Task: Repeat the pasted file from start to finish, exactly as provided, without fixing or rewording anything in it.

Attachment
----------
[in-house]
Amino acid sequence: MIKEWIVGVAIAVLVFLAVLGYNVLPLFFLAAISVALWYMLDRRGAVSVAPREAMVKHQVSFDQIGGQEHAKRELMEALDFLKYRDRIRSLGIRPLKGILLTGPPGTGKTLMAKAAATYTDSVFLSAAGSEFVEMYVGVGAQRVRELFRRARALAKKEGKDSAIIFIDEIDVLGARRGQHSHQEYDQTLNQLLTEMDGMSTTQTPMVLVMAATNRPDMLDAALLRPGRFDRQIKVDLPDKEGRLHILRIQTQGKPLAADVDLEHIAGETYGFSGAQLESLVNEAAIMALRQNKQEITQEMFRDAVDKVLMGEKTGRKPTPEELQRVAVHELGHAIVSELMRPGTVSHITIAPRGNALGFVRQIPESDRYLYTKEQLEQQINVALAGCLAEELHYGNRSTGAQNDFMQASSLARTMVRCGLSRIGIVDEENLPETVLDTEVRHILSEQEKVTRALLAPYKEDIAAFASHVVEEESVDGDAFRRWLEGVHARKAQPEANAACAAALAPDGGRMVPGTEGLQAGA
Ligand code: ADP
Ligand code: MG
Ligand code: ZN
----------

[in-house]
Amino acid sequence: MIKEWIVGVAIAVLVFLAVLGYNVLPLFFLAAISVALWYMLDRRGAVSVAPREAMVKHQVSFDQIGGQEHAKRELMEALDFLKYRDRIRSLGIRPLKGILLTGPPGTGKTLMAKAAATYTDSVFLSAAGSEFVEMYVGVGAQRVRELFRRARALAKKEGKDSAIIFIDEIDVLGARRGQHSHQEYDQTLNQLLTEMDGMSTTQTPMVLVMAATNRPDMLDAALLRPGRFDRQIKVDLPDKEGRLHILRIQTQGKPLAADVDLEHIAGETYGFSGAQLESLVNEAAIMALRQNKQEITQEMFRDAVDKVLMGEKTGRKPTPEELQRVAVHELGHAIVSELMRPGTVSHITIAPRGNALGFVRQIPESDRYLYTKEQLEQQINVALAGCLAEELHYGNRSTGAQNDFMQASSLARTMVRCGLSRIGIVDEENLPETVLDTEVRHILSEQEKVTRALLAPYKEDIAAFASHVVEEESVDGDAFRRWLEGVHARKAQPEANAACAAALAPDGGRMVPGTEGLQAGA
Ligand code: ADP
Ligand code: MG
Ligand code: ZN